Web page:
The more mechanized the industry, the greater will be the B costs in prices in comparison with A costs. We can anticipate the explanation of the discrepancy between total prices and total purchasing power by pointing out that in a production unit where automation has been introduced, A costs representing wages are practically nil because there are no employees to draw wages. But B costs, allocated under present financial costing in industry to all capital charges, and overheads, would then constitute nearly total prices. Unless there was distributed to individuals sufficient purchasing power, in some other way, to meet these B charges, then the production from the automatic factory obviously could not be sold.
Although it is probably true that complete automation of the whole production system will never be achieved, with no wages at all being issued to individuals to meet the prices of the stream of production, it is easy to see that there has already been tremendous development towards automation.
It is correct to describe the present production system as being semi-automatic with solar energy increasingly providing the power to drive the semi-automatic equipment. Human energy is of comparatively little and decreasing importance in modern production processes. We will examine this matter in more detail in our next lecture.

Most of the comment on the present economic and financial systems is useless and misleading because of a lack of elementary knowledge concerning how these systems operate.

Before one can make any realistic suggestions for modifying or changing any system, one must understand how these systems operate, and also have a definite objective concerning the purpose of these systems.

The following excellent outline of how the present economic and financial system operates is provided in a “Report on Post-War Reconstruction Policies”, issued by the Vancouver (Canada) Board of Trade in 1943:
“In order to assess the merits or otherwise of the manner in which our present monetary system operates it is necessary to consider its place and function within the national economy. For instance, reference has been made earlier to the primary function of the monetary system as being “an economic voting mechanism”. While this may be readily conceded, its full significance cannot be appreciated unless this comparatively novel concept is related to the accepted ideas of finance… how can the production of… goods be organized under a system which will give the individual the greatest possible scope for freely associating with others in the common effort, how will a correct accounting be kept of the goods produced, and how will their distribution on an equitable basis be organised?… these important functions come within the scope of the monetary system… money is essentially a generally accepted claim to goods and services. It is a ticket system which entitles the holder to obtain the goods and services he wants from the supply available for distribution.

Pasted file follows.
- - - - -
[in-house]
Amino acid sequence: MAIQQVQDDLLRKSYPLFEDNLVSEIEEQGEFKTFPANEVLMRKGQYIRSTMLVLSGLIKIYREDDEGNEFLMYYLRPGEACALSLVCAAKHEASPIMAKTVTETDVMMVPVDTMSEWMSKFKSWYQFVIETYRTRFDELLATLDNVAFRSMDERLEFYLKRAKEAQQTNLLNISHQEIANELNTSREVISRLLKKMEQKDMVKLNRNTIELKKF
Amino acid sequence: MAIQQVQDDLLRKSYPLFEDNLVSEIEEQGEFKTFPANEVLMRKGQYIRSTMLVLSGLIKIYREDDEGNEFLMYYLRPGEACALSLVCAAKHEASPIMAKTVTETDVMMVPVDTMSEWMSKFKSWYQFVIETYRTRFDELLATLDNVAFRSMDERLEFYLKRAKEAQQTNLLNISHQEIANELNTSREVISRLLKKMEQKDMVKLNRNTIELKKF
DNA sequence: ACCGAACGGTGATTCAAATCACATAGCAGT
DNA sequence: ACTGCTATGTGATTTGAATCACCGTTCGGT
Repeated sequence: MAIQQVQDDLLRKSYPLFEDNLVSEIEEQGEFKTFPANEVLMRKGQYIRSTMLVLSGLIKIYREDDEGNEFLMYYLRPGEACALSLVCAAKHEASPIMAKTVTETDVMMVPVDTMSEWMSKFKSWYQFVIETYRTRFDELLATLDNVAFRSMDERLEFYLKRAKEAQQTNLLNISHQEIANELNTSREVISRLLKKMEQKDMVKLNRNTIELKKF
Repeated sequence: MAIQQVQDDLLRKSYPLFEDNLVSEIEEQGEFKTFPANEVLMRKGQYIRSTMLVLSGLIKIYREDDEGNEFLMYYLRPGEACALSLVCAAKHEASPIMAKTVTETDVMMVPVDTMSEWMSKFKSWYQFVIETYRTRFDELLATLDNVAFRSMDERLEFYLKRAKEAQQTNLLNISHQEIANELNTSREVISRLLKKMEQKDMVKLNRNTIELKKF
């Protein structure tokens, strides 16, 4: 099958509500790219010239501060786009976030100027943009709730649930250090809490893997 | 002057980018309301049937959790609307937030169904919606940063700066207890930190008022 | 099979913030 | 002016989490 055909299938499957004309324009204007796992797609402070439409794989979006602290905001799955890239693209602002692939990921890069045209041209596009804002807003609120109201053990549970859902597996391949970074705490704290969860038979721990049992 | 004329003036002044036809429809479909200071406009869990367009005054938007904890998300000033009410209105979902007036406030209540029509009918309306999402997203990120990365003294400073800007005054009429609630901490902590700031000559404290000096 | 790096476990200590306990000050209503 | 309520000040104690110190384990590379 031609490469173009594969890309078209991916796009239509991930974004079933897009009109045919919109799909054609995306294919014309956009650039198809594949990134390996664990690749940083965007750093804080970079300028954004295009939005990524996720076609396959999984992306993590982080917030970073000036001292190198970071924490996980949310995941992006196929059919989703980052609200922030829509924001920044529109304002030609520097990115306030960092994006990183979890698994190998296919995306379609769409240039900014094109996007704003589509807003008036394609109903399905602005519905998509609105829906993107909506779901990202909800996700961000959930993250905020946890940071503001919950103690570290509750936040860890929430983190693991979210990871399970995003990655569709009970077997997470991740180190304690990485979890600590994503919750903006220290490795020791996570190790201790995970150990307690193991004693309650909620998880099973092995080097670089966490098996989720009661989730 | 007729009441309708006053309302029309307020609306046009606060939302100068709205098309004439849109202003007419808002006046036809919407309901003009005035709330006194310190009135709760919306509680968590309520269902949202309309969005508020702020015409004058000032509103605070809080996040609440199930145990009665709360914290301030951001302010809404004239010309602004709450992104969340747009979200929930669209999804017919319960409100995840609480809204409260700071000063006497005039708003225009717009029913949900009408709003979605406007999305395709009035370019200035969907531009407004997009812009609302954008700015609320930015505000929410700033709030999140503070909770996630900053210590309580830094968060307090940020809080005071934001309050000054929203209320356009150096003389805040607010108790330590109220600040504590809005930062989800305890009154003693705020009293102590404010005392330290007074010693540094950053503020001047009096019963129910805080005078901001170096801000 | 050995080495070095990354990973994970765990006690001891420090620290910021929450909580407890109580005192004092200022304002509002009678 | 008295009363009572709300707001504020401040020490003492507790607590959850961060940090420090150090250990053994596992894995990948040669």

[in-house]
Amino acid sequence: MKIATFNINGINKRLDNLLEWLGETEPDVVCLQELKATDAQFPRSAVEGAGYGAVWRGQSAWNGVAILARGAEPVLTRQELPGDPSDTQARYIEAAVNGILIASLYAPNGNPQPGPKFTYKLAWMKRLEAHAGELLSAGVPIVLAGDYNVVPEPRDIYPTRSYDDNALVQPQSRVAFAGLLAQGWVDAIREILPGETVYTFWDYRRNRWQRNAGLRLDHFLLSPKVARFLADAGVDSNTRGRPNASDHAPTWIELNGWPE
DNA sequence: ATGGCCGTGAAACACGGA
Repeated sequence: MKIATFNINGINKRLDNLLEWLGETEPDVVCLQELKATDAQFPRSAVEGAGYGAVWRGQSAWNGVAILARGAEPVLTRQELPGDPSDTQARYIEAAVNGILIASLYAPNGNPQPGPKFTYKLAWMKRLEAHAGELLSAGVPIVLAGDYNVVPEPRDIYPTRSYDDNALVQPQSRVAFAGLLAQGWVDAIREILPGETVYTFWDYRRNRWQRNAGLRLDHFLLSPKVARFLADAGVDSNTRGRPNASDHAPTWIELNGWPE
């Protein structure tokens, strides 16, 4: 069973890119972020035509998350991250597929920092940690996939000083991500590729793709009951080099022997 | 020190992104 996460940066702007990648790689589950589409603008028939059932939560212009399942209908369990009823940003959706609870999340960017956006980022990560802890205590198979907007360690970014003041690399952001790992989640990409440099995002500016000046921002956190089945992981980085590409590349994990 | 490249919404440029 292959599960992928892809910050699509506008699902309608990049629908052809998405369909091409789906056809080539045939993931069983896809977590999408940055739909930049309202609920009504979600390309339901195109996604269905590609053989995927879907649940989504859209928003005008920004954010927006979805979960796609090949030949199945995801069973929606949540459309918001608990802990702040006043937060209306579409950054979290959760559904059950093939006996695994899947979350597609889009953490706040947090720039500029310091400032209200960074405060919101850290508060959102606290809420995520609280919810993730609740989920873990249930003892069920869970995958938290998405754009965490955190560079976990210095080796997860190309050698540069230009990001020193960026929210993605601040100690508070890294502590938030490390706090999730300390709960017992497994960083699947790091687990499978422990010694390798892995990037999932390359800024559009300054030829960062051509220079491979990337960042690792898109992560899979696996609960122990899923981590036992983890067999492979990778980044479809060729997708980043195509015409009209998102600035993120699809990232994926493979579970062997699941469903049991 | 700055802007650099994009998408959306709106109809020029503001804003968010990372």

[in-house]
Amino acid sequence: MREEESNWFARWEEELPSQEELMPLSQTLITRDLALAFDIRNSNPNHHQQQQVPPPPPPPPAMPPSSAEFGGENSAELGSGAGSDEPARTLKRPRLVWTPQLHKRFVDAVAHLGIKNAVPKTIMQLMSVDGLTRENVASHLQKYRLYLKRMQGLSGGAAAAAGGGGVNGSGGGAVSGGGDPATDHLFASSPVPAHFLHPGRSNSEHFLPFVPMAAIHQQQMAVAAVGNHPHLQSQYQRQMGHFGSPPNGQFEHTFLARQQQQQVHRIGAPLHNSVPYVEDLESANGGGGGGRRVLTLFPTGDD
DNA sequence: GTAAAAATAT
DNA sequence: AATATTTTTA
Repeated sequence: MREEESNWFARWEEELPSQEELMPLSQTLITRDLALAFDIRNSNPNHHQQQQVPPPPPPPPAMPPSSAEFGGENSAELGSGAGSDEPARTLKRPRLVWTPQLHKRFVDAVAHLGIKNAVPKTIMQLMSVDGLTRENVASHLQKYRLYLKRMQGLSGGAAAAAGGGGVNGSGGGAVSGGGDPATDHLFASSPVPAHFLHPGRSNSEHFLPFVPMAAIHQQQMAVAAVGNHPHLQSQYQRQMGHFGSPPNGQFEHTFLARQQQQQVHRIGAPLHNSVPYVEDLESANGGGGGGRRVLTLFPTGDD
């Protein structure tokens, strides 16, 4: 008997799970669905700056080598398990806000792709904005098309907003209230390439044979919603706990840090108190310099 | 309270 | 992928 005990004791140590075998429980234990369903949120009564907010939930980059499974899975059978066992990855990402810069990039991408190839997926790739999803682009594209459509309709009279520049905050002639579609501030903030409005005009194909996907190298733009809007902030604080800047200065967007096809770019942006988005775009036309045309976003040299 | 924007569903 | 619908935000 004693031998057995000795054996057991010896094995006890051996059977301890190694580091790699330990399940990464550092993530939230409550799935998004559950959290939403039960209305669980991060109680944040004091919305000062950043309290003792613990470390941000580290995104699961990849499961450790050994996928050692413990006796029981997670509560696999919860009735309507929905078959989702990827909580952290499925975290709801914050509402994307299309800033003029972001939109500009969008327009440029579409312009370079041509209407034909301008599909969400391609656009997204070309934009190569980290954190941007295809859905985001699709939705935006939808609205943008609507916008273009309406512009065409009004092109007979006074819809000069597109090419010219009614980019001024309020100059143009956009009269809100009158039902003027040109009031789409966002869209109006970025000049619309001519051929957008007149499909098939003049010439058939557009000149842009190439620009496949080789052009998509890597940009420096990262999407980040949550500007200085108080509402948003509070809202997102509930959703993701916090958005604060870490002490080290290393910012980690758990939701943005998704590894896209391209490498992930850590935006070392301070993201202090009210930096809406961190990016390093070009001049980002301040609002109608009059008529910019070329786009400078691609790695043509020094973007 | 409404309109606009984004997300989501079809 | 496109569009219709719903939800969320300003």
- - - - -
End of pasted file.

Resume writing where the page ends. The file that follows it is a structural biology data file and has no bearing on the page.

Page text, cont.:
“This means that money can be issued only against goods and services: further, that the money must be related to such goods and services both in regard to the number of ‘money tickets’ issued and the relative relation of each ticket to the different types of goods and services… The system which has been evolved and which is in use at present is basically sound.
In order to induce individuals to co-operate in the production of goods, money is created and issued to them as incomes for their services. The sum total of all money paid out in all stages of the production of an article; constitutes its cost. In this way units of money are related to goods and, the other material wealth of a community.

Thus the individual is provided with an inducement to join in the co-operative effort of production, being left free as to what part he takes in this according to ability and so forth. As prices are created in the process of production, so an accurate record can be kept. The individual then has a claim on any of the available goods and services he may choose…